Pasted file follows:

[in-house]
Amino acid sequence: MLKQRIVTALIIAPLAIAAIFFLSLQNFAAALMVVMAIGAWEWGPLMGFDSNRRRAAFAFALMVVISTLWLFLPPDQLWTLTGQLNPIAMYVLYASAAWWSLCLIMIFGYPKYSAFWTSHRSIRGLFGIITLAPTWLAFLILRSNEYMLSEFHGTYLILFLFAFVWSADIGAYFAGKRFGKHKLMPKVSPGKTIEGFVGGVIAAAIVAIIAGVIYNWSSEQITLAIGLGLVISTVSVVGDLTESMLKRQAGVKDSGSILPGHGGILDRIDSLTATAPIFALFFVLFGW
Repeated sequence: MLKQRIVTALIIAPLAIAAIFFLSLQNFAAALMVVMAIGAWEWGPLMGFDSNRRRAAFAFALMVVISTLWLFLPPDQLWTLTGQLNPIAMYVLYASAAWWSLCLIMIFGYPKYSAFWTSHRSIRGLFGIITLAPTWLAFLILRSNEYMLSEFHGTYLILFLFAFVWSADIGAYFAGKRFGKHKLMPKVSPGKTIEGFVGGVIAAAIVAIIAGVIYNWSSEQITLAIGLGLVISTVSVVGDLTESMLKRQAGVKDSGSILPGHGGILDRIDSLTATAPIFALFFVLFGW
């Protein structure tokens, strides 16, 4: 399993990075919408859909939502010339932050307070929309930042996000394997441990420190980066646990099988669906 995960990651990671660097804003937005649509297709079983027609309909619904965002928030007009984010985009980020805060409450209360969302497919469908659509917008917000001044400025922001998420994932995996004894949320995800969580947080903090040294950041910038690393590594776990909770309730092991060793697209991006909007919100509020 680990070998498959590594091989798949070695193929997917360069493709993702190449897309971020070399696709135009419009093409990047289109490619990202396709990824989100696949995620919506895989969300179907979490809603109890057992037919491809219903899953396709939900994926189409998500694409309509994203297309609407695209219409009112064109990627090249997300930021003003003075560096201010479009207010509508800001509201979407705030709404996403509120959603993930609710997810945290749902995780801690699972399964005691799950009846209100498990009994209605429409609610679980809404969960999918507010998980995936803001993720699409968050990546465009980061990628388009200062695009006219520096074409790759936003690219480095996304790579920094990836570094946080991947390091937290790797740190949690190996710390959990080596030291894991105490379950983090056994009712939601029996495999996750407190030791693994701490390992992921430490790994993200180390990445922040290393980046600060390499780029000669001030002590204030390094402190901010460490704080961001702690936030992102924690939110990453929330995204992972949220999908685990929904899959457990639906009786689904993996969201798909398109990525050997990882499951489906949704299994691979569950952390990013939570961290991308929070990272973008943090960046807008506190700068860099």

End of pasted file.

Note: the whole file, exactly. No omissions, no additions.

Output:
[in-house]
Amino acid sequence: MLKQRIVTALIIAPLAIAAIFFLSLQNFAAALMVVMAIGAWEWGPLMGFDSNRRRAAFAFALMVVISTLWLFLPPDQLWTLTGQLNPIAMYVLYASAAWWSLCLIMIFGYPKYSAFWTSHRSIRGLFGIITLAPTWLAFLILRSNEYMLSEFHGTYLILFLFAFVWSADIGAYFAGKRFGKHKLMPKVSPGKTIEGFVGGVIAAAIVAIIAGVIYNWSSEQITLAIGLGLVISTVSVVGDLTESMLKRQAGVKDSGSILPGHGGILDRIDSLTATAPIFALFFVLFGW
Repeated sequence: MLKQRIVTALIIAPLAIAAIFFLSLQNFAAALMVVMAIGAWEWGPLMGFDSNRRRAAFAFALMVVISTLWLFLPPDQLWTLTGQLNPIAMYVLYASAAWWSLCLIMIFGYPKYSAFWTSHRSIRGLFGIITLAPTWLAFLILRSNEYMLSEFHGTYLILFLFAFVWSADIGAYFAGKRFGKHKLMPKVSPGKTIEGFVGGVIAAAIVAIIAGVIYNWSSEQITLAIGLGLVISTVSVVGDLTESMLKRQAGVKDSGSILPGHGGILDRIDSLTATAPIFALFFVLFGW
């Protein structure tokens, strides 16, 4: 399993990075919408859909939502010339932050307070929309930042996000394997441990420190980066646990099988669906 995960990651990671660097804003937005649509297709079983027609309909619904965002928030007009984010985009980020805060409450209360969302497919469908659509917008917000001044400025922001998420994932995996004894949320995800969580947080903090040294950041910038690393590594776990909770309730092991060793697209991006909007919100509020 680990070998498959590594091989798949070695193929997917360069493709993702190449897309971020070399696709135009419009093409990047289109490619990202396709990824989100696949995620919506895989969300179907979490809603109890057992037919491809219903899953396709939900994926189409998500694409309509994203297309609407695209219409009112064109990627090249997300930021003003003075560096201010479009207010509508800001509201979407705030709404996403509120959603993930609710997810945290749902995780801690699972399964005691799950009846209100498990009994209605429409609610679980809404969960999918507010998980995936803001993720699409968050990546465009980061990628388009200062695009006219520096074409790759936003690219480095996304790579920094990836570094946080991947390091937290790797740190949690190996710390959990080596030291894991105490379950983090056994009712939601029996495999996750407190030791693994701490390992992921430490790994993200180390990445922040290393980046600060390499780029000669001030002590204030390094402190901010460490704080961001702690936030992102924690939110990453929330995204992972949220999908685990929904899959457990639906009786689904993996969201798909398109990525050997990882499951489906949704299994691979569950952390990013939570961290991308929070990272973008943090960046807008506190700068860099």